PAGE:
Tennis Without Borders

Tennis Without Borders

“UTR is going to really change tennis,” says Dave Miley, international consultant for UTR. Miley came to UTR from the International Tennis Federation (ITF), where he spent 17 years in charge of the ITF’s largest department that included ITF junior, senior, and wheelchair circuits and rankings. He also developed the very successful global ITF Tennis Play and Stay Campaign, which has had a big impact on tennis participation since its launch in 2007. At UTR, Miley, whose career has taken him to 140 nations, is working to get national tennis federations to submit their results from 12s, 14s, 16s, 18s, and open tournaments to UTR. His goal is to enroll 100 or more federations. He is well on his way with more than 40 nations, including two Grand Slam nations, now committed to submitting results to UTR. “If you have tournament planning software, it’s nearly as easy as pushing a button,” he says, “and the players’ rankings will update automatically.” Miley intends to persuade more federations to deliver “performance player” results to UTR. Currently, for example, the UTR database doesn’t include results from the high-level Bundesliga leagues in Germany, nor from numerous money tournaments in countries like Spain and France. “There are lots of good players in these and other national events who aren’t participating in the ATP or WTA tours,” Miley says. “Once we get the results from more nations, we can have a true worldwide ranking of performance players.”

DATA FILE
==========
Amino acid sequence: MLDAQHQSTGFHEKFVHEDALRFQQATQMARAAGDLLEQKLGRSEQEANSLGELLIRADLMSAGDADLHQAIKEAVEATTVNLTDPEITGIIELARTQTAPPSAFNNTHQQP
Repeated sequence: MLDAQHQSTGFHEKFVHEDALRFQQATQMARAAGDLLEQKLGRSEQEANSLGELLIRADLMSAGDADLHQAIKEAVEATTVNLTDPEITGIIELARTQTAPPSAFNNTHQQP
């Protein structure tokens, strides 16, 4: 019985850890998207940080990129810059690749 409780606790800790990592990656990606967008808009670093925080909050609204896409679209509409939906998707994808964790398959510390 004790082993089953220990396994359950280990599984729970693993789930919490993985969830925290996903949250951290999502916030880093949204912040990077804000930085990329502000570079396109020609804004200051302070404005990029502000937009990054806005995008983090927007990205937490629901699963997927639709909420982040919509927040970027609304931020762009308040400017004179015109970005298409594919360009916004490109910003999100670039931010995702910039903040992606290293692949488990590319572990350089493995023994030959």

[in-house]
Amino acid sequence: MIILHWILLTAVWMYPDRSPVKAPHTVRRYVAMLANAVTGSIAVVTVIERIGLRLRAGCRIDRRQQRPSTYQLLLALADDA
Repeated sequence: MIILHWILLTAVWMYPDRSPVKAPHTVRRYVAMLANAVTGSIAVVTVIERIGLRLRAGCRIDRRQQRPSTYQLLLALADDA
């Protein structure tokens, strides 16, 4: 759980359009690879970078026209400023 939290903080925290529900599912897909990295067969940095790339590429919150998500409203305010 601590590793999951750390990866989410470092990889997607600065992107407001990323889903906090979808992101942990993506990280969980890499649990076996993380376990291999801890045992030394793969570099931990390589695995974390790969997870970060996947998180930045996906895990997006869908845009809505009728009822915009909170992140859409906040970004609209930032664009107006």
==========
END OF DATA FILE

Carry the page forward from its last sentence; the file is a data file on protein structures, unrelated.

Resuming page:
“There are lots of good players in these and other national events who aren’t participating in the ATP or WTA tours. Once we get the results from more nations, we can have a true worldwide ranking of performance players.”

Tennis’s problem now, he explains, is that “all the ranking systems function independently. There’s the ITF, the U.S. collegiate system, the ATP, the WTA, the junior ITF circuit, and many more.” Miley estimates that 5,000 players in the world are actually better than many of those inside the top 700 on either the ATP or WTA ranking lists. (Currently, 1,984 players have at least one ATP point, and 1,222 have one or more WTA points.) But for various reasons, including work and finance, these 5,000 players don’t travel enough to accumulate sufficient ATP/ WTA points to get ranked at that level. “The reality is that ATP and WTA rankings below #300 are not true world rankings,” Miley says. “They amount to rankings of the players who travel and spend a lot of money to play on the lower-level professional tours.” Another hypothetical anomaly illustrates the hazards of different ranking systems operating independently. If a junior from the ITF’s top 20 were one day to get a wild card and beat Rafael Nadal in an ATP event, that stunning upset would not even raise his ITF junior ranking, since it did not occur in an ITF tournament.